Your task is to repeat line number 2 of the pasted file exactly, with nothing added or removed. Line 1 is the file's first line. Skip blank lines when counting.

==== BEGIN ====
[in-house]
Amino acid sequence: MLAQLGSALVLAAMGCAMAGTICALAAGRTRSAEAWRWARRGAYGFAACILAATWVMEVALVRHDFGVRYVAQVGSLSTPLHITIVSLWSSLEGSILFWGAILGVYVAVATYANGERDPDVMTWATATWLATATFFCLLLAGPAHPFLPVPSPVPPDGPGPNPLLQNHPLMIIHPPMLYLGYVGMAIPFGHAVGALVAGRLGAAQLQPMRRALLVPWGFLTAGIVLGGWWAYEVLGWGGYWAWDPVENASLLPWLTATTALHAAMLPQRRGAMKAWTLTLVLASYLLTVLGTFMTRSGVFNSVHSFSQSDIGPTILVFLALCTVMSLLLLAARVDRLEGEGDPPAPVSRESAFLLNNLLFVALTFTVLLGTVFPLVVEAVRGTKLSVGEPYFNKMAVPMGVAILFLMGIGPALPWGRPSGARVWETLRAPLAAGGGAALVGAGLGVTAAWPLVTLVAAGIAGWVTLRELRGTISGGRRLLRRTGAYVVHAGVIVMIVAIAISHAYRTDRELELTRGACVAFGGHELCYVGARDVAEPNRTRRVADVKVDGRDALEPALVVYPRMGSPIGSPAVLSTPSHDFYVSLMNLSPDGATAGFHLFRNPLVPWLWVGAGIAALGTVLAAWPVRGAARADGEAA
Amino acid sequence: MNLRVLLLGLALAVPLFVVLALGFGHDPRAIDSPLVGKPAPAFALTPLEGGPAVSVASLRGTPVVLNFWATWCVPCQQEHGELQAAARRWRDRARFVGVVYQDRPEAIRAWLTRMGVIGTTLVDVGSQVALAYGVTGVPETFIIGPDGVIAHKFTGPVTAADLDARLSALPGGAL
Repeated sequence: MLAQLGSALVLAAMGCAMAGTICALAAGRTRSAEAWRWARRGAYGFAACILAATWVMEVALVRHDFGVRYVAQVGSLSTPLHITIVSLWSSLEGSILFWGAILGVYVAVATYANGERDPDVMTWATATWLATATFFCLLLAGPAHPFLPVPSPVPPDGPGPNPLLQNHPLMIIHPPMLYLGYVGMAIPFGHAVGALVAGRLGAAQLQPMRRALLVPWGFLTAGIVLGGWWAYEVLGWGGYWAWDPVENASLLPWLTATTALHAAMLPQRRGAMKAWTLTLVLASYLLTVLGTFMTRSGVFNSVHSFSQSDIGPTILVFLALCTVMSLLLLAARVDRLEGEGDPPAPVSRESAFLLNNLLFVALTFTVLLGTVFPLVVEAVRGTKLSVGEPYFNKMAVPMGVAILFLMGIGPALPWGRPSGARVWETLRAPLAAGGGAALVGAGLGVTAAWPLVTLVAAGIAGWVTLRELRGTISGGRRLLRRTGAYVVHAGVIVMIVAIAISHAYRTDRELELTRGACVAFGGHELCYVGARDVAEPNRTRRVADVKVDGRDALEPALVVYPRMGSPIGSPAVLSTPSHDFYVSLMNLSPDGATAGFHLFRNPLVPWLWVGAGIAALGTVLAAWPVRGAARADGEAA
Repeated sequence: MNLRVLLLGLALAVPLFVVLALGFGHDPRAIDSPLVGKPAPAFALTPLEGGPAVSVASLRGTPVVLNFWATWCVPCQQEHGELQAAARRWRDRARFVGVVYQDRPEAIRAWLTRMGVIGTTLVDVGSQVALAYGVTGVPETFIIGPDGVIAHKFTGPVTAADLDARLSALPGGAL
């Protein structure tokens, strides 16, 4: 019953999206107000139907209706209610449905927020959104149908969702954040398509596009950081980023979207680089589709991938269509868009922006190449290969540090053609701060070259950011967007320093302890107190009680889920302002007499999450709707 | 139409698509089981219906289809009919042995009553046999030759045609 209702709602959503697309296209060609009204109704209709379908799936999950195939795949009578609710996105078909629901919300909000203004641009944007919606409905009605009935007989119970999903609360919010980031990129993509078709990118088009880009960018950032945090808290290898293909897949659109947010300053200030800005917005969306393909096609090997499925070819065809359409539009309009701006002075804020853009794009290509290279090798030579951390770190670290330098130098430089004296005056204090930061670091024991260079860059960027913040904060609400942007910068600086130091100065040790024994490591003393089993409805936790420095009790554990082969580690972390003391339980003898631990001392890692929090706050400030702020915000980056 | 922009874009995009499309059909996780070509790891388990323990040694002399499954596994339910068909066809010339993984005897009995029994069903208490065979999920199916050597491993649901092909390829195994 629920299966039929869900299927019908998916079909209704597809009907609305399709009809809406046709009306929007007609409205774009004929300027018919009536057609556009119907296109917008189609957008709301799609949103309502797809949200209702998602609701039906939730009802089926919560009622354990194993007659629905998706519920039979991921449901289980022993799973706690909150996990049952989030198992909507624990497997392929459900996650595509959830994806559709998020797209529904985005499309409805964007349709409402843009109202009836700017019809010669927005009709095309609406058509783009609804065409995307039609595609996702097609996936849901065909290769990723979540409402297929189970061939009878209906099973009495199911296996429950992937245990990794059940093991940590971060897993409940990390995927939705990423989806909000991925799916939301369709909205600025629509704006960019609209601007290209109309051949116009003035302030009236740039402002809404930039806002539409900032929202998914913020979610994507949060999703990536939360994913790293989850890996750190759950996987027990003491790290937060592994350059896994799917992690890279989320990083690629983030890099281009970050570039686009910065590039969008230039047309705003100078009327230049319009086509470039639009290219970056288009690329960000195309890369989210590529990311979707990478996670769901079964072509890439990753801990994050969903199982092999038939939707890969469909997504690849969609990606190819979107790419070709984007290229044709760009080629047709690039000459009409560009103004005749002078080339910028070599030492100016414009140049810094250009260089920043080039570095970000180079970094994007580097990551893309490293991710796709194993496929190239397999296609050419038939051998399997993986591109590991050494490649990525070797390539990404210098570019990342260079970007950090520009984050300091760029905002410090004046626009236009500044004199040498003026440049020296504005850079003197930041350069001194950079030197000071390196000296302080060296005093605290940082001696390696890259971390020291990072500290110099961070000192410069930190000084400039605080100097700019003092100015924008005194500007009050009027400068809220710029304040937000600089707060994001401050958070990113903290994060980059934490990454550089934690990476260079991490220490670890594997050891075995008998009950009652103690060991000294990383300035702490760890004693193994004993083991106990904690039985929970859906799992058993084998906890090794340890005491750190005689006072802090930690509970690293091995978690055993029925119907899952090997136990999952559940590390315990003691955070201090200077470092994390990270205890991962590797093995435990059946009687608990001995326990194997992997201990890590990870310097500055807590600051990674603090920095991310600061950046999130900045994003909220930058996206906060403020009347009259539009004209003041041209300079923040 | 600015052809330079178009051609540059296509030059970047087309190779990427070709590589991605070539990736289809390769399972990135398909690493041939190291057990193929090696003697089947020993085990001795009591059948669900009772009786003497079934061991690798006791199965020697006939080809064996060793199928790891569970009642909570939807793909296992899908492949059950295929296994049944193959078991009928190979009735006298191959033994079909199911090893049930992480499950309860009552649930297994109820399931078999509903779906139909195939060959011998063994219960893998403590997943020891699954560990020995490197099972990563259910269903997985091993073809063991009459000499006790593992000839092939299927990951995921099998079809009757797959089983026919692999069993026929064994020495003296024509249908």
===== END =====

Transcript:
Amino acid sequence: MLAQLGSALVLAAMGCAMAGTICALAAGRTRSAEAWRWARRGAYGFAACILAATWVMEVALVRHDFGVRYVAQVGSLSTPLHITIVSLWSSLEGSILFWGAILGVYVAVATYANGERDPDVMTWATATWLATATFFCLLLAGPAHPFLPVPSPVPPDGPGPNPLLQNHPLMIIHPPMLYLGYVGMAIPFGHAVGALVAGRLGAAQLQPMRRALLVPWGFLTAGIVLGGWWAYEVLGWGGYWAWDPVENASLLPWLTATTALHAAMLPQRRGAMKAWTLTLVLASYLLTVLGTFMTRSGVFNSVHSFSQSDIGPTILVFLALCTVMSLLLLAARVDRLEGEGDPPAPVSRESAFLLNNLLFVALTFTVLLGTVFPLVVEAVRGTKLSVGEPYFNKMAVPMGVAILFLMGIGPALPWGRPSGARVWETLRAPLAAGGGAALVGAGLGVTAAWPLVTLVAAGIAGWVTLRELRGTISGGRRLLRRTGAYVVHAGVIVMIVAIAISHAYRTDRELELTRGACVAFGGHELCYVGARDVAEPNRTRRVADVKVDGRDALEPALVVYPRMGSPIGSPAVLSTPSHDFYVSLMNLSPDGATAGFHLFRNPLVPWLWVGAGIAALGTVLAAWPVRGAARADGEAA